The FANIF Q&A with Christine LaCroix, Managing Director of the Plagiarius Consultancy

February 11, 2010 § Leave a comment

Aktion Plagiarius was founded in 1977 by Professor Rido Busse after the German industrial designer discovered an imitation of one of his designs on sale at a trade fair in Frankfurt for a price that severely undercut his own.

Busse desperately sought legal recourse, but when he found the German government of the late 1970s did not sufficiently protect the originators of consumer goods, he decided that the best way to punish the imitators was to draw negative publicity to their actions. Busse designed a statue of a gnome with a golden nose as his anti-award, a play on the German saying “to earn oneself a gold nose” (or to earn much money), and created an award ceremony to “name and shame” the pirates. Roughly 30 years later, what began as an award ceremony has grown into a full-blown anti-counterfeiting consultancy.

As the organization’s managing director, Christine LaCroix oversees strategic development as well as day-to-day operations. On a given day she might be sitting at her desk counseling a company that has been the victim of plagiarism, writing an article about recent discoveries of counterfeiting, or curating over 350 examples of piracy that are housed in the museum. Another day will find her driving with the museum’s traveling exhibition to a trade show, where she will speak about fair business practice or how to fight the problem of product plagiarism.

Since she began in 2001, no two days have been the same for LaCroix, but the fight against counterfeiting is something she believes in so strongly that she is tireless in her search to find dynamic ways to get the message across to the world.

How can we continue to educate the public about the problem of counterfeiting?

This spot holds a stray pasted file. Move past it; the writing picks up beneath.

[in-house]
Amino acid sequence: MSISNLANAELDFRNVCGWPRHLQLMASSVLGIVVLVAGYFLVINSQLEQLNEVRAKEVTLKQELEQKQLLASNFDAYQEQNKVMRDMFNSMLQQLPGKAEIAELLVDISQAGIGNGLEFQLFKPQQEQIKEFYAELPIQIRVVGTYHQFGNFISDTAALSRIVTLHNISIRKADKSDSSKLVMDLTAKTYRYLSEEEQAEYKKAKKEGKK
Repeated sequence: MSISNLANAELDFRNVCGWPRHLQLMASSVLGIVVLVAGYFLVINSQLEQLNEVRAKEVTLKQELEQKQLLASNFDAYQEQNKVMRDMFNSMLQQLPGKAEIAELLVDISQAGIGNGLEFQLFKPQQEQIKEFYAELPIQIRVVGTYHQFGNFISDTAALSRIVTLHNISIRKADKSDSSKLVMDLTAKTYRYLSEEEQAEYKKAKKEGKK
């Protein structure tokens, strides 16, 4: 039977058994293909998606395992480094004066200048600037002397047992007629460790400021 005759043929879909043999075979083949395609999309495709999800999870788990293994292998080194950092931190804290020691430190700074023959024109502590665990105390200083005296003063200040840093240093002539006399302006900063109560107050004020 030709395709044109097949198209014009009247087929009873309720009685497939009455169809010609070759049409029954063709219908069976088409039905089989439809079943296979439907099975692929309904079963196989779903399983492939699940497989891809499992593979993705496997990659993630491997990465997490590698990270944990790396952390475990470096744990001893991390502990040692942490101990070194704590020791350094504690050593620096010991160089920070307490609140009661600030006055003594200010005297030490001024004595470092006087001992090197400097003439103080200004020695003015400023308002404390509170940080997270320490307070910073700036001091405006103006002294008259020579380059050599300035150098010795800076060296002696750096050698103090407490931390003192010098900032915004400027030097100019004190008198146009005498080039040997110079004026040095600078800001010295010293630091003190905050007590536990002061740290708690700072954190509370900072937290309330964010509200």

We need politicians, trade associations and corporate groups to act in concert. In order to successfully fight this problem, we have to increase consumer awareness. Everyone understands the theft of property is a crime, but, intellectual property theft is too abstract for most people to understand. To explain how damaging it can be, we must make it understandable by showing it in publications, TV reports, stories, events, and seminars.

We know that a picture is worth a thousand words and the public needs to be educated with as many of these real examples as possible. They need to know about child labor, poor manufacturing conditions, long hours, neglect for safety and hygiene, and the lack of protection for factory workers against dangerous machinery and noxious chemical substances. Consumers have to understand that organized crime is heavily involved in the business of fakes. They must know that they are supporting illegal activities by buying fake products. We need to further publicize the dangers of the inferior quality of the fakes and plagiarisms—dangers that are not often visible at first sight.

What is the real cost of fakes to society?

Especially in economic hard times, when consumers are more likely to focus on price, they may be unwittingly drawn to cheap imitations that fit their budgets. However, the imitators are not concerned with quality, safety or ecology. They knowingly put the consumers’ health and lives at stake. It can be very dangerous.